COPD Definitions and Pathogenesis

The Early Recognition and
Management of Chronic Obstructive Pulmonary Disease



COPD Definitions
and Pathogenesis

National Lung Health Education Program

of Smoking Cessation

Management of Symptomatic COPD

of Advanced Disease

New Era




COPD Definitions and Pathogenesis

We are all aware of the high cost of smoking; however, approximately 45
million teenagers and adults continue to smoke.  Fortunately,
teenagers are smoking less, and adults are quitting more.  The
anti-smoking programs directed at elementary school-aged children need to
continue.  We have not found an effective way to greatly reduce the
initiation of smoking by pre-teens and teenagers.  Accordingly, more
emphasis needs to be placed on smoking cessation programs in early

COPD is characterized by premature losses of ventilatory function as
judged by spirometry (FEV1).  Whereas, the normal decline
in FEV1of a six-foot man averages about 25 ccs per year, the
accelerated decline of FEV1 on the pathway to symptomatic
COPD averages 80-100 ccs per year.  COPD is a result of host risk
factors and environmental exposures.  Of course, host risk factors
cannot be changed, but the control of smoking, air pollution and
occupational exposures can make a major difference in the course and
prognosis of COPD.  COPD is not only a smokers’ disease that clusters
in families, but one that worsens with age.  As we face an aging
population, we will have more and more patients with COPD.

COPD shares common factors with asthma.  Both diseases have a
familial component; both are caused by inflammation that results in
bronchospasm; both are potentially reversible or progressive.
Sometimes it is difficult to separate asthma from COPD and, indeed,
the diseases may coexist.  However, the pathogenesis of COPD is quite
different from asthma and involves macrophages, neutrophils, elastases,
oxidants and CD8 lymphocytes.

The natural history of COPD covers 30-40 years.  It begins with
biochemical and cellular events occurring at the tissue level, which
quickly attack small airways and surrounding alveoli.  By the time
clinical and x-ray signs of COPD are present, the disease is far advanced.
The original attack is on the alveolar attachments of small airways
that serve to tether airways and maintain their patency.  Alveolar
lesions are probably due, at least in part, to accelerated apoptosis of
alveolar capillaries caused by cigarette smoking.  Thus the airways
lesions are inflammatory and bronchospastic, but alveolar lesions are

Airflow abnormalities are measured by a spirometer and are key to
the assessment of all chronic pulmonary diseases, including COPD.
Expiratory airflow is a function of pressure against resistance.
Thus, in COPD, airflow is limited or reduced by loss of elastic
recoil, airway narrowing, or both.  Simple office spirometers have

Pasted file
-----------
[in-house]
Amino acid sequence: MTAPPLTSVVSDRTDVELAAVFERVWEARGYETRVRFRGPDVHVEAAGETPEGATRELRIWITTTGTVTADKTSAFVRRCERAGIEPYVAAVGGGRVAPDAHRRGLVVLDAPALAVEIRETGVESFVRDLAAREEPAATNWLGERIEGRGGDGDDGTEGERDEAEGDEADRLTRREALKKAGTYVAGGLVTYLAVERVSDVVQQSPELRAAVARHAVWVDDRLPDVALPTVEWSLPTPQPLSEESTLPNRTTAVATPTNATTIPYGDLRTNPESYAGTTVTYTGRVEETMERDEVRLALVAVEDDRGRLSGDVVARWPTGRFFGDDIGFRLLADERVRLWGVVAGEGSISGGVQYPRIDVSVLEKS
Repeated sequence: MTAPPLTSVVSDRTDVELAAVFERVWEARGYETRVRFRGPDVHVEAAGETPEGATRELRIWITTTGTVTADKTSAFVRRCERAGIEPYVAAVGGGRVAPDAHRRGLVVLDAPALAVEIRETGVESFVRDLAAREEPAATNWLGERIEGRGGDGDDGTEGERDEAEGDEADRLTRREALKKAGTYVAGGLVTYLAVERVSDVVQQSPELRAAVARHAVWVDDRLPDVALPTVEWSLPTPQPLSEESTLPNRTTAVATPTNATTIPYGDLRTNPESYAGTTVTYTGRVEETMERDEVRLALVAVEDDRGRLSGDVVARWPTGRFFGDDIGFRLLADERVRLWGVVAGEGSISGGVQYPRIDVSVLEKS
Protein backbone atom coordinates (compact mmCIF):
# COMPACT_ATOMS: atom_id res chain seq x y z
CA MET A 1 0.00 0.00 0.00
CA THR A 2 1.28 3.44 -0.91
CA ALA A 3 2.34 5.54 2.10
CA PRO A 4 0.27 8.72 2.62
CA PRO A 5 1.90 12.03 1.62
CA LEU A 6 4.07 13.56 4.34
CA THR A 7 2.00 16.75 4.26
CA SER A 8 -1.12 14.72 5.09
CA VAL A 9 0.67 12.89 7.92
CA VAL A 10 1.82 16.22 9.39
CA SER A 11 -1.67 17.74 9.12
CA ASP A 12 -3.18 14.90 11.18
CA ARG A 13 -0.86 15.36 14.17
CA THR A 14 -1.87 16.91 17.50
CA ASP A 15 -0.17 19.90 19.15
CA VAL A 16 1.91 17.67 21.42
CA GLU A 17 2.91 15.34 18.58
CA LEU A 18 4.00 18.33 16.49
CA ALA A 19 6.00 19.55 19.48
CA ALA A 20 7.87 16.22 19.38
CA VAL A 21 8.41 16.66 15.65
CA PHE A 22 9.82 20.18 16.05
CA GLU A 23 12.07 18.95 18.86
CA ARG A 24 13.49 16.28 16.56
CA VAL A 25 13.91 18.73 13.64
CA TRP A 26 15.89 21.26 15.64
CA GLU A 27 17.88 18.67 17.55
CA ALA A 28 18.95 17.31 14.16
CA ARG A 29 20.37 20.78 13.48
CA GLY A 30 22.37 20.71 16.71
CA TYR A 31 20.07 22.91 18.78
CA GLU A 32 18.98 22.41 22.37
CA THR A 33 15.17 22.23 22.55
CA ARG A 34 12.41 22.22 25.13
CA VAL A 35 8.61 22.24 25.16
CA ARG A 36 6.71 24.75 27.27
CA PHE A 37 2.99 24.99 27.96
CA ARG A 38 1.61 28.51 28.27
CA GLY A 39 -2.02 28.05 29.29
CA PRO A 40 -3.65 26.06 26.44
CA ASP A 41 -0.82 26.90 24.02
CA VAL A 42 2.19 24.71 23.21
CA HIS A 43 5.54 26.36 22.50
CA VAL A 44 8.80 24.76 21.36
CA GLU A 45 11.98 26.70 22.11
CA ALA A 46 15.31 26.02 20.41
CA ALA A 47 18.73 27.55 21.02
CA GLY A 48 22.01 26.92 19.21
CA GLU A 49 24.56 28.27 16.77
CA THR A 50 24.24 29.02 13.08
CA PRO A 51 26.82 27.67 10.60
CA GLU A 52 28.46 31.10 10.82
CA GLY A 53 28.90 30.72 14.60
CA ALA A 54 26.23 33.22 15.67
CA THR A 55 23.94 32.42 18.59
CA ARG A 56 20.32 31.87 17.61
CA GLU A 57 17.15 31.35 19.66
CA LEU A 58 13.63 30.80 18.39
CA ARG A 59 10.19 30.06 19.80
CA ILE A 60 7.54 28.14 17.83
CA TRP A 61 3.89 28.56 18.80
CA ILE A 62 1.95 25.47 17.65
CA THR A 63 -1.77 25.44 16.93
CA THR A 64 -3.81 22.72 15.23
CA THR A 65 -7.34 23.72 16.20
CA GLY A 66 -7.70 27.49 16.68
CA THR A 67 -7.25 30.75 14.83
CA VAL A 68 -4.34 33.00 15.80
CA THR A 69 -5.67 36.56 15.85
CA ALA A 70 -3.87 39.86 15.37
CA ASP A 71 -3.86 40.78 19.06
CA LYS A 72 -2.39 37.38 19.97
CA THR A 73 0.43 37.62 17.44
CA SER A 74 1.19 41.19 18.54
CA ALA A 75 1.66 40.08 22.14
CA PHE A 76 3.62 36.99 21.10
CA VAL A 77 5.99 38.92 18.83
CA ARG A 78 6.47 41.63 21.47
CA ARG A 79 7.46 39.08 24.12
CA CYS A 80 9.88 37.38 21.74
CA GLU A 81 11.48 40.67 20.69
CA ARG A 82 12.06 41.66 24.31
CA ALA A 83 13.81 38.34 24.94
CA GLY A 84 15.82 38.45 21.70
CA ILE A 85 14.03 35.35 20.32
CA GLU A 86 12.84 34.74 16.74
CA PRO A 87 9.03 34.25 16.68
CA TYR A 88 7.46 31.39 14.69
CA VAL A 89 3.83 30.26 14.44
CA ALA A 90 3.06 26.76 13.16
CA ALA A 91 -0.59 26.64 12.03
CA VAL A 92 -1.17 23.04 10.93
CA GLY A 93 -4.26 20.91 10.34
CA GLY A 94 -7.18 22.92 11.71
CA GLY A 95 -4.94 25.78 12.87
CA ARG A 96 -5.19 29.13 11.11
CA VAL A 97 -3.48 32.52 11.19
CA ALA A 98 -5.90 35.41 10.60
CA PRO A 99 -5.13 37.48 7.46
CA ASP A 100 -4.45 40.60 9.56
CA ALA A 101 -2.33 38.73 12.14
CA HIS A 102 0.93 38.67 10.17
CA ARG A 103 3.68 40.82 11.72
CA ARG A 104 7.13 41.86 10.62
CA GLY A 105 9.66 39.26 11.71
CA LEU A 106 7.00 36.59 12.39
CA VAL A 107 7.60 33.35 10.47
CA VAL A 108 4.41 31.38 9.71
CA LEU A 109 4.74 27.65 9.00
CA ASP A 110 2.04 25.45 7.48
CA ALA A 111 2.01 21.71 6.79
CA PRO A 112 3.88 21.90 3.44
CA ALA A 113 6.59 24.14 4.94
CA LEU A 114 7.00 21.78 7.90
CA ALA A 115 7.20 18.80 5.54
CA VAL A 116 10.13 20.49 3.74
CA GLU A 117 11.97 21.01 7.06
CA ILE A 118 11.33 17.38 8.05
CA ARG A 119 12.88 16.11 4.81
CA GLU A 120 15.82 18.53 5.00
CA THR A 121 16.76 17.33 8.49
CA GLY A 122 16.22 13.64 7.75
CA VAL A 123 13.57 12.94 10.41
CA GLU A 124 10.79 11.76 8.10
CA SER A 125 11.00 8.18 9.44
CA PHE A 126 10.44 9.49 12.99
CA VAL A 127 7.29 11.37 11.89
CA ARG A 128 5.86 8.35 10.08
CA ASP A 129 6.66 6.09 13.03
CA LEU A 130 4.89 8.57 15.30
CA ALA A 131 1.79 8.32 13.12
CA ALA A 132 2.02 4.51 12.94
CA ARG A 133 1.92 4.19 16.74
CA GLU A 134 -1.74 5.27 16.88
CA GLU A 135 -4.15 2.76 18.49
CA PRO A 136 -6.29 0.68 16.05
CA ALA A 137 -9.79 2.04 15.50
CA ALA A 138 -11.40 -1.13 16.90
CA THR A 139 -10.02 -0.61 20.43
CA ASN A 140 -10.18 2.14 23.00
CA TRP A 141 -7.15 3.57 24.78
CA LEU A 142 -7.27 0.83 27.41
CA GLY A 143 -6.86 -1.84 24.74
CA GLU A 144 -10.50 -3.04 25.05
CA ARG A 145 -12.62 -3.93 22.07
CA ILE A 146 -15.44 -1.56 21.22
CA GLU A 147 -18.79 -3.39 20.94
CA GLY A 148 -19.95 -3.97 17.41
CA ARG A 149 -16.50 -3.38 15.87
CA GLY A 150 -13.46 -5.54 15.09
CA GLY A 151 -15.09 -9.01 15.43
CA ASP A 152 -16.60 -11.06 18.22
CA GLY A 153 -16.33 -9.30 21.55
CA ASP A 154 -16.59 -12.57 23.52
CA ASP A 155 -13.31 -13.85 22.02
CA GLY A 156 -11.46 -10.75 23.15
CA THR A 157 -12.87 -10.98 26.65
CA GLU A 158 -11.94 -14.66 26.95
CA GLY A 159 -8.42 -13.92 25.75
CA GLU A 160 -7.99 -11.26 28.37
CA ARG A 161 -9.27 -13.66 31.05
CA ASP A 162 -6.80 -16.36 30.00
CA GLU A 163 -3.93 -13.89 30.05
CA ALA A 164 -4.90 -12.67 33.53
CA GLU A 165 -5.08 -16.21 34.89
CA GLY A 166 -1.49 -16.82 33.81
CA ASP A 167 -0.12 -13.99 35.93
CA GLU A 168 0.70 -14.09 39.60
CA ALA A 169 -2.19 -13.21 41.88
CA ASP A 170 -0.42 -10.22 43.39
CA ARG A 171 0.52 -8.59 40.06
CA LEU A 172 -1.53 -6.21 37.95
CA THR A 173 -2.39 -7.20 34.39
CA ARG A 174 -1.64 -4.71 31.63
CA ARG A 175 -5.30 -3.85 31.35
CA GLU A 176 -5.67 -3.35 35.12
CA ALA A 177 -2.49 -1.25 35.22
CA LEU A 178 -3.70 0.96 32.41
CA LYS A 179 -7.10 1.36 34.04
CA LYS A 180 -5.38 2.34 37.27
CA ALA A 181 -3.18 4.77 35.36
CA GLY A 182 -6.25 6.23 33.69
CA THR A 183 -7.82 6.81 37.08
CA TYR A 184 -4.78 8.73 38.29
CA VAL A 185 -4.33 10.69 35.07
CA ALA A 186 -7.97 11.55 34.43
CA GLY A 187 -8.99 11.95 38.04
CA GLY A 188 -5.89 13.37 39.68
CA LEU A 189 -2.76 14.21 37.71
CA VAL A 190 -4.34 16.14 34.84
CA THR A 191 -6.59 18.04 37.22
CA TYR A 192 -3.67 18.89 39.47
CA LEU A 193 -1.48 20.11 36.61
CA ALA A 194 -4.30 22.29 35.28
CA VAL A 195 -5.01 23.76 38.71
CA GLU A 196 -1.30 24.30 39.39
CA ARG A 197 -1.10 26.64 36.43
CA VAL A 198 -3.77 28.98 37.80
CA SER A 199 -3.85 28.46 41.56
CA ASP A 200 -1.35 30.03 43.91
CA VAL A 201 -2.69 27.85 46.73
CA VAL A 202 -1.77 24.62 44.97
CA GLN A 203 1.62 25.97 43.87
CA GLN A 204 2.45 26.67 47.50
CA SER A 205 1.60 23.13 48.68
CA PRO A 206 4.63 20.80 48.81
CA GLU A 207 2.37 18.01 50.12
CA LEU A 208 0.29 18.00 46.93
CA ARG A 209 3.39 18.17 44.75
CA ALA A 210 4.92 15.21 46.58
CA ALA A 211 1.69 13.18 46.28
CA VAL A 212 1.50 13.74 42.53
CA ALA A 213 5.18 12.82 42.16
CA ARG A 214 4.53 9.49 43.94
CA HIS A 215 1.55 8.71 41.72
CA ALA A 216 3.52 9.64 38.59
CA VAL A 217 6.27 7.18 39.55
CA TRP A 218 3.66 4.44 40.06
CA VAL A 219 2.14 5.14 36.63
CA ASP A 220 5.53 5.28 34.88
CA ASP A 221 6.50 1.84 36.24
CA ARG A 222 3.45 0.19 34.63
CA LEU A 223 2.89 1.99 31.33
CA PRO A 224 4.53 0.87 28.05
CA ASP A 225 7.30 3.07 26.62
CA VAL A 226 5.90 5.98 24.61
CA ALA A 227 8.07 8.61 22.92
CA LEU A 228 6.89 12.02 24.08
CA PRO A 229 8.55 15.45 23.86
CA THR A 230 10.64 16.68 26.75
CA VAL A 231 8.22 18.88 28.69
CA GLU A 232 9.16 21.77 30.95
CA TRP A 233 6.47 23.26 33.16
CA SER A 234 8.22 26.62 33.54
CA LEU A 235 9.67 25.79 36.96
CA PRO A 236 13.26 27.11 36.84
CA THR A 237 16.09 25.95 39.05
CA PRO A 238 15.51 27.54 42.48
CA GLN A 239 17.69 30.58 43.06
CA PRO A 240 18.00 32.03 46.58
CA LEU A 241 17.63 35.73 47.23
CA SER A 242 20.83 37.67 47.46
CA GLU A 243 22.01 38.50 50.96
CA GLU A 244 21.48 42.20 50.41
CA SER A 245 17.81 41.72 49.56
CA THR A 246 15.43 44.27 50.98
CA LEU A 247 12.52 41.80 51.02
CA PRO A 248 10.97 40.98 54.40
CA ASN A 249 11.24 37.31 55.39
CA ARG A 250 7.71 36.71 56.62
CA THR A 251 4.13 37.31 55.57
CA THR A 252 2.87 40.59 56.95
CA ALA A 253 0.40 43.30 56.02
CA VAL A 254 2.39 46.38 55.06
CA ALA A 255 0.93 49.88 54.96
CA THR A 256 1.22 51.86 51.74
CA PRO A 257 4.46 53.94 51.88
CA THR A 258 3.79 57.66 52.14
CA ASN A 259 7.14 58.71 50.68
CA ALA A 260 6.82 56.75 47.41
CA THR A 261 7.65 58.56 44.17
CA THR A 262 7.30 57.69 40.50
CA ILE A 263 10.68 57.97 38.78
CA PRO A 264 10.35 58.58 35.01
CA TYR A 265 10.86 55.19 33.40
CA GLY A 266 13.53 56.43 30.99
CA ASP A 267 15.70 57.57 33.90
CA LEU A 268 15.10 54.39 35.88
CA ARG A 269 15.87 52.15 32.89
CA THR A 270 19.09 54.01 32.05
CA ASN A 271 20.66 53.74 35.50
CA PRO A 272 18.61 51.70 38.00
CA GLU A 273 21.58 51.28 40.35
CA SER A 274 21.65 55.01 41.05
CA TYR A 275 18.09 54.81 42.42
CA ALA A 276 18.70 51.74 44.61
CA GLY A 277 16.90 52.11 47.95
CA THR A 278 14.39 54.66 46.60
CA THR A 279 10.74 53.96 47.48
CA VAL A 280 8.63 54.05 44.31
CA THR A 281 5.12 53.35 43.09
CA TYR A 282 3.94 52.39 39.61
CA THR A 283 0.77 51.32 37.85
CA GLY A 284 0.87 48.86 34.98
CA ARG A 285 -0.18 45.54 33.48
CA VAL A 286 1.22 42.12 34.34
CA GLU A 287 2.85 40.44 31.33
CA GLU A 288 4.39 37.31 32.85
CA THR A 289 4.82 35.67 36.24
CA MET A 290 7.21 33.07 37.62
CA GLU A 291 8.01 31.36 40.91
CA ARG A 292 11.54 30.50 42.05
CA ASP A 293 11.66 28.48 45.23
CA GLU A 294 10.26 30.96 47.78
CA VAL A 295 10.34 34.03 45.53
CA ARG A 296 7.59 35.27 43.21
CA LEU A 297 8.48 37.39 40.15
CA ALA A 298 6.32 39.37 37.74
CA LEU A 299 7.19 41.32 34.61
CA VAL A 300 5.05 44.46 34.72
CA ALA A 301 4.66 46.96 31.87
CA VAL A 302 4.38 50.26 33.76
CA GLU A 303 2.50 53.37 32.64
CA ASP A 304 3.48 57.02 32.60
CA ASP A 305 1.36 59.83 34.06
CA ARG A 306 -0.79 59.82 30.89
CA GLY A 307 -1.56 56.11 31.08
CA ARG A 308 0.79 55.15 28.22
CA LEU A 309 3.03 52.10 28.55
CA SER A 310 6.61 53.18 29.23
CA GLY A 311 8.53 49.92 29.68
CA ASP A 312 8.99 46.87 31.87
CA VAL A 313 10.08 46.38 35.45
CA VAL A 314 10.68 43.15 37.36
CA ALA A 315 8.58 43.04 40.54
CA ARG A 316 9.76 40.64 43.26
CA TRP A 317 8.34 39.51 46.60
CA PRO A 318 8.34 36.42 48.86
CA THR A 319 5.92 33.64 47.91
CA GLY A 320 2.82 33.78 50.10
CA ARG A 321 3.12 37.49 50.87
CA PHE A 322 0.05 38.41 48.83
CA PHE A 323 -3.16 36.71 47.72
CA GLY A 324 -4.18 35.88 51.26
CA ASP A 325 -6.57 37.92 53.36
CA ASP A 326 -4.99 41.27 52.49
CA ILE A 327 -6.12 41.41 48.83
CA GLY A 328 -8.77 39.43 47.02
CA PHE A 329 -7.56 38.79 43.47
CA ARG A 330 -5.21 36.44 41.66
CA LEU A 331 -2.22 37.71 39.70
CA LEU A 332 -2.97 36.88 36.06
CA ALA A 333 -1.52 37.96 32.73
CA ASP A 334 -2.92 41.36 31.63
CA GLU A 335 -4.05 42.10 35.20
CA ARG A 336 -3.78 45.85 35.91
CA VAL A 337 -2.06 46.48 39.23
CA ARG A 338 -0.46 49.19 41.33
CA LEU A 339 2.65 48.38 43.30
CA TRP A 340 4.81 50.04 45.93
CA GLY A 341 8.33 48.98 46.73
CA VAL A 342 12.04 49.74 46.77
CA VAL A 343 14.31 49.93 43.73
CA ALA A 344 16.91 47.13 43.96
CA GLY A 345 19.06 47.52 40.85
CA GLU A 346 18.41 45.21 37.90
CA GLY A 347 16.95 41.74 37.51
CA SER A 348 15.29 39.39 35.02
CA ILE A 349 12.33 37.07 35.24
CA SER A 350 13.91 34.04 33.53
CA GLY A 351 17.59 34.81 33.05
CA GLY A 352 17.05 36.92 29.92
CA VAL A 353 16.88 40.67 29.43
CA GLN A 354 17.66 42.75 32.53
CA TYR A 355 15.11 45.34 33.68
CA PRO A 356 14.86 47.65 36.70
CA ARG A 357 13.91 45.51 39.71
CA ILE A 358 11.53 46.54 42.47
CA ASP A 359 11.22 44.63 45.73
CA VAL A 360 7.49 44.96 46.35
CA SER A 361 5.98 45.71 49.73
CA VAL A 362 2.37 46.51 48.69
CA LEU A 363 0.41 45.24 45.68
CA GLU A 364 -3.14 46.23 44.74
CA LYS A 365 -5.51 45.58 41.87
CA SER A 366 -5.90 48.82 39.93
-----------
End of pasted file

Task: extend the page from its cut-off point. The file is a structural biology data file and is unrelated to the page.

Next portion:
been introduced in response to the NLHEP and must be used for assessment
and responses to therapy.

The Clinical Spectrum of COPD

COPD has had many definitions in the past.  The clinical labels of
chronic bronchitis, asthmatic bronchitis and emphysema, and overlaps of
these individual components, are commonly used.  COPD is an all
inclusive, non-specific term with chronic symptoms of cough, excess mucus
and exercise-related dyspnea.  COPD is characterized by a progressive
reduction in airflow that is not fully reversible with broncho-active
drugs.  Hyperinflation is common.

Signs and symptoms in the early stages of COPD are often absent or
ignored by both the patient and the healthcare workers   Chest x-ray
or EKG abnormalities are also not seen during the early stages of


Spirometry should be looked upon as a simple expression of a complex
process just as with blood pressure.  All primary care physicians
need to understand the essence of spirometry, and this can be easily
taught.  The lungs are filled by muscular effort, and in the normal
state, there is a uniform distribution of ventilation.  Expiratory
airflow is a function of muscular force, elastic recoil, large airways
function, small airways function and interdependence.  Conventional
spirometry measures volume over time.  A second convention measures
flow over volume.  Both expressions measure exactly the same thing
but express it in a different way.  NLHEP recommends only two
parameter spirometry, (i.e., FEV1, FVC and the ratio between
the two).  The normal ratio is greater than 70%.  Since normal
lungs empty in six seconds or less, the FEV6 has become
the surrogate for FVC.

FEF 25-75% and other “nonsense numbers” should be eliminated.
These tests do not measure small airways disease and are often

Whereas, no reasonable doctor would prescribe insulin without measuring
blood sugar, use antihypertensives without measuring blood pressure, treat
cardiac arrhythmias without EKG evidence, or use Coumadin without
measuring international neutralization ratio (INR), many physicians still
continue to use powerful bronchoactive drugs, including corticosteroids,
without spirometric documentation.  In fact, this sometimes leads to
lawsuits when steroid complications occur.

The concept of lung age can be understood by patients.  Normal
lung age is that age for which a patient’s lung function is normal.
Thus, a patient may have a reasonable pulmonary function at age 45,
(say an FEV1 of 2.5 liters), but this is actually the
normal lung function for a patient 70 years old!  This means that
this 45 year-old has a ‘lung age’ of 70.  This fact may gain a
patient’s attention and help to motivate him/her to initiate a smoking
cessation attempt.